A Sound of Goblins

Thursday, March 27, 2014

When I was writing "Burnt Offerings," I was focused mostly on the daunting task of setting up an adventure that would not only present goblins as monsters you love to hate, but also to launch an entire new product line. I was focused on how to make the adventure simultaneously introduce the world to a new world while at the same time feeling old-school enough that it felt nostalgic and familiar and comfortable. I wanted readers of the first Adventure Path installment to enjoy the innovations, but to feel more than ever that this was the same game they've enjoyed playing for years.

I think it's fair to say that I never really stopped to think what the characters sounded like, or how a 50 page adventure could translate into an hour long audio drama.

When we sealed the deal with Big Finish to produce Rise of the Runelords as a full cast audio adventure, though, those were among the many questions we had to answer. We worked closely with Big Finish from the start on both determining what iconics should be featured in the story and what parts of the adventure needed to be represented in the hour-long running time for each installment.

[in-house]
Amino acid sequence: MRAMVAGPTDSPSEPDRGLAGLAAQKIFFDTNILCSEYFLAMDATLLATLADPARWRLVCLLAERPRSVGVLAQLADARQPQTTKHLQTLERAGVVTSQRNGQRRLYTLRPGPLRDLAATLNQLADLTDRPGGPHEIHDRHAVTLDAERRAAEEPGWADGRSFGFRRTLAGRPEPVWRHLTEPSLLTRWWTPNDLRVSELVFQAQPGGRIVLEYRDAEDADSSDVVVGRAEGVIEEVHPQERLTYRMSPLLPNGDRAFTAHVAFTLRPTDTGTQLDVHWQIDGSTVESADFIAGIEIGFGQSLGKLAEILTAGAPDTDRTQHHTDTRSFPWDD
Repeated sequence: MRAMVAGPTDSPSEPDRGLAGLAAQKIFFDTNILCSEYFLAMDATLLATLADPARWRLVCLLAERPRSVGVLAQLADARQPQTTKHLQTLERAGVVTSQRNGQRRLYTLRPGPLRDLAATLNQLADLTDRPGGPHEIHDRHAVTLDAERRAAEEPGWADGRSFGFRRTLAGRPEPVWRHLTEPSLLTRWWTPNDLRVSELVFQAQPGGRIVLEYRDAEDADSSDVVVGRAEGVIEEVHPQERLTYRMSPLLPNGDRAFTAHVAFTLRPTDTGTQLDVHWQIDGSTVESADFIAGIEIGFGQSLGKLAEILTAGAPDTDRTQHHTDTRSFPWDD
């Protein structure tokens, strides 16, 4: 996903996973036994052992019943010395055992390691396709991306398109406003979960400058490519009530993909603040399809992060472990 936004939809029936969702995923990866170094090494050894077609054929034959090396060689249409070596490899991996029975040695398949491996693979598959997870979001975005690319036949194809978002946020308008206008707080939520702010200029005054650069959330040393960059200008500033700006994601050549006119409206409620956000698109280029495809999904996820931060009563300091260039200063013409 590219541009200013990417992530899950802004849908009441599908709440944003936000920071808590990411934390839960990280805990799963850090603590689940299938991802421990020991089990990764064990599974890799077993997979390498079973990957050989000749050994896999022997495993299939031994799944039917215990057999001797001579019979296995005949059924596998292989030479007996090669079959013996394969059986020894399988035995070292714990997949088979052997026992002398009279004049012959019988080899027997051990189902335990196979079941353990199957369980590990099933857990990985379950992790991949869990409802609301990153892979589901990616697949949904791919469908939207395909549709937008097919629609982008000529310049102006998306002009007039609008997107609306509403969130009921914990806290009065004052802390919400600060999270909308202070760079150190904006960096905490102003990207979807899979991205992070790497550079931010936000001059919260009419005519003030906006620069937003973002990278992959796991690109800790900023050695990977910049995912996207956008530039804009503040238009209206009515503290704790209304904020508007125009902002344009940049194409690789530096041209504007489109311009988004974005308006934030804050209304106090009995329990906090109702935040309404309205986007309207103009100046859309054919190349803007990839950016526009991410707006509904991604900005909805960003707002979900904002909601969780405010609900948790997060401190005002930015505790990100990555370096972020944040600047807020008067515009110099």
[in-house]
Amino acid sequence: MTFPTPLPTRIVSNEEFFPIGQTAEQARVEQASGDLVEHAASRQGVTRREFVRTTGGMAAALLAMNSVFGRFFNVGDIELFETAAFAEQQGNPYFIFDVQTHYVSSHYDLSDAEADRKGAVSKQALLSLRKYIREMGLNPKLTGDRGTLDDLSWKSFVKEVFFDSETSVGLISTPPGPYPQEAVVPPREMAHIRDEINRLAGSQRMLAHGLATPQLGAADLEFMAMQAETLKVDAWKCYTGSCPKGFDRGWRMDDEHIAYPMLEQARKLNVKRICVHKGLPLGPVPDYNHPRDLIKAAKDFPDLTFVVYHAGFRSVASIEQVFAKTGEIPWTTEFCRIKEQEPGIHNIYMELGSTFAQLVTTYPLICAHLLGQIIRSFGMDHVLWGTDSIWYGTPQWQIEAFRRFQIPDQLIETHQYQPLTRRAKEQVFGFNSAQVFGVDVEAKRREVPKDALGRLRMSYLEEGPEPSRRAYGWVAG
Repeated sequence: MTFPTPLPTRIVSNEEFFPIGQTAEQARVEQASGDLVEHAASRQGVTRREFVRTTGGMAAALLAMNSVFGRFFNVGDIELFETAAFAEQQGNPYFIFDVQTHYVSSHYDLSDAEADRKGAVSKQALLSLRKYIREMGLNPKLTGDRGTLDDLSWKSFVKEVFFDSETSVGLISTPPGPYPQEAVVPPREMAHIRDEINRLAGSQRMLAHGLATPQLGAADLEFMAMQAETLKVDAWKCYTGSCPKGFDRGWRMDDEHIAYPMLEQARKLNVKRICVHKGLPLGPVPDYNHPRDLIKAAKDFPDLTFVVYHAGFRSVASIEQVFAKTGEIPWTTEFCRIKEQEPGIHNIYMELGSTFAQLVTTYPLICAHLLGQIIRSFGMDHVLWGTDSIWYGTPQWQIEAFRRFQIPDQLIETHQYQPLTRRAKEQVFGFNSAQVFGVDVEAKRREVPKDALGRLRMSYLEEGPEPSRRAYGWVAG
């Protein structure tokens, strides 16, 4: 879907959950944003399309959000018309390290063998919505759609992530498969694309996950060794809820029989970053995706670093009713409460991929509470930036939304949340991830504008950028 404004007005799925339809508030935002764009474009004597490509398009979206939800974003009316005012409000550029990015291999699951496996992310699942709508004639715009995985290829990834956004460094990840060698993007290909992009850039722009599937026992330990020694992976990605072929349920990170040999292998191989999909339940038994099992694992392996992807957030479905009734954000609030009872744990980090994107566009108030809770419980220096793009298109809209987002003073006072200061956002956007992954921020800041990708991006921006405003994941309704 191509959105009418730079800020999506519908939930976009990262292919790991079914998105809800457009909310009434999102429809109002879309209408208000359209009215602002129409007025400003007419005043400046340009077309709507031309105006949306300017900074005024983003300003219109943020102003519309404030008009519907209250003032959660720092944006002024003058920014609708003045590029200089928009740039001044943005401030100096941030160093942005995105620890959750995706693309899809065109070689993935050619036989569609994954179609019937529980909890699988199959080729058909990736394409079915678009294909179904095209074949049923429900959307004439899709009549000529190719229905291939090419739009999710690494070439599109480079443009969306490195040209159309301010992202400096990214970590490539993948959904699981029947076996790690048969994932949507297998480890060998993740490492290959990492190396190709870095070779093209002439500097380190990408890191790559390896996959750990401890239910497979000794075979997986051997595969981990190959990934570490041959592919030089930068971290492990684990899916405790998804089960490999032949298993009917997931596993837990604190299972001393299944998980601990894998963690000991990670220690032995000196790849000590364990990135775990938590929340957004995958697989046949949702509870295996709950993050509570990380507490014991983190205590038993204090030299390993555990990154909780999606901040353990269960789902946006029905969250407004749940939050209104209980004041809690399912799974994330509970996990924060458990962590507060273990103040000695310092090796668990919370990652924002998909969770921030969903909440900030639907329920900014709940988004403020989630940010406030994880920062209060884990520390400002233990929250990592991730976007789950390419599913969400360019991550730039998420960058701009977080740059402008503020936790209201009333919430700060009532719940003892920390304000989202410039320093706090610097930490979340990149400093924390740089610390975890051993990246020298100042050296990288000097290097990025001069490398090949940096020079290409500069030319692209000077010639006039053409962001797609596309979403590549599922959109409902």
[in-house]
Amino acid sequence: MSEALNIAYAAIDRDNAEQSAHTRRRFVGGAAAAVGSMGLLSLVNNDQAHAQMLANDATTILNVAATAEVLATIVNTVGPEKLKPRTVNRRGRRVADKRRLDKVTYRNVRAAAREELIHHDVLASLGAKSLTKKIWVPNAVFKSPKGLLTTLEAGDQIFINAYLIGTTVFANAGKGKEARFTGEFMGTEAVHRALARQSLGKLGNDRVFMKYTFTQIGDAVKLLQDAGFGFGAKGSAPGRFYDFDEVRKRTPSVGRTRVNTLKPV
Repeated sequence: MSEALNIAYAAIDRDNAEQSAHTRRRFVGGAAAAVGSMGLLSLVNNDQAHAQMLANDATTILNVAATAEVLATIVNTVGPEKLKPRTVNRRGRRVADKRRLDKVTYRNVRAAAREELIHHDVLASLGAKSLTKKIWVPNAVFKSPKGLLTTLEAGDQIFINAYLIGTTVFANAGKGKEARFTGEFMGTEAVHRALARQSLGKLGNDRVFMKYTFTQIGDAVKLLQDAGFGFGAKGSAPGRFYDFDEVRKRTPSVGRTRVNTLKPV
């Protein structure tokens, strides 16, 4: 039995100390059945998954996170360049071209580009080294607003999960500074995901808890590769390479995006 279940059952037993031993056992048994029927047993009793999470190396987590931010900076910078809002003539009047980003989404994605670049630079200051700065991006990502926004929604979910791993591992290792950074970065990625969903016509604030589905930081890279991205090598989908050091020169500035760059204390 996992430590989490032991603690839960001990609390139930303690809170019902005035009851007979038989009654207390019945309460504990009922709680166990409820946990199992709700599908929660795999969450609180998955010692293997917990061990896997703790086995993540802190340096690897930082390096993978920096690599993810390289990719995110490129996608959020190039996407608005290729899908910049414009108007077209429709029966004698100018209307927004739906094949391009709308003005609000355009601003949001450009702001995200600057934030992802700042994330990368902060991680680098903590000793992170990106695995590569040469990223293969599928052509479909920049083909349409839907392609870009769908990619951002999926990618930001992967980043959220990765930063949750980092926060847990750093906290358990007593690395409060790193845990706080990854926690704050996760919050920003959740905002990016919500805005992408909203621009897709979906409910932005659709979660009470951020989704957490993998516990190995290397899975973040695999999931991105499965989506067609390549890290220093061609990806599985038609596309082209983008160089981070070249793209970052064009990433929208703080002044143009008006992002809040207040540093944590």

Choosing the characters, in retrospect, was relatively easy. The important NPCs would be determined by what parts of the adventure we chose to adapt, so it came down to the PCs as the main choices we had to make early on—we knew we wanted four adventurers, since that's the basic assumption we make for the game... but which four? In the end, we knew that just as the visuals of all our iconics are so distinctive, we needed the voices to be distinctive as well. The first-time listener needed to be able to tell the four heroes apart just by listening to their voices. Furthermore, we wanted to choose the four iconic heroes from those who were actually featured on the covers of Rise of the Runelords. Harsk and Ezren made a lot of sense, because their voices—an old man's and a gruff dwarf's—were so distinctive. Valeros was an obvious choice since he was the first iconic we'd illustrated he's as close as we have to a "main character" among all the iconics. And that was it for the initial party—but we needed one more. I pushed hard for Merisiel, and not only because she's my favorite iconic—she's also an elf AND a female character, two elements that were missing from the current lineup.


Ezren

Download the sample! (147 KB MP3/zip)


Harsk

Download the sample! (143 KB MP3/zip)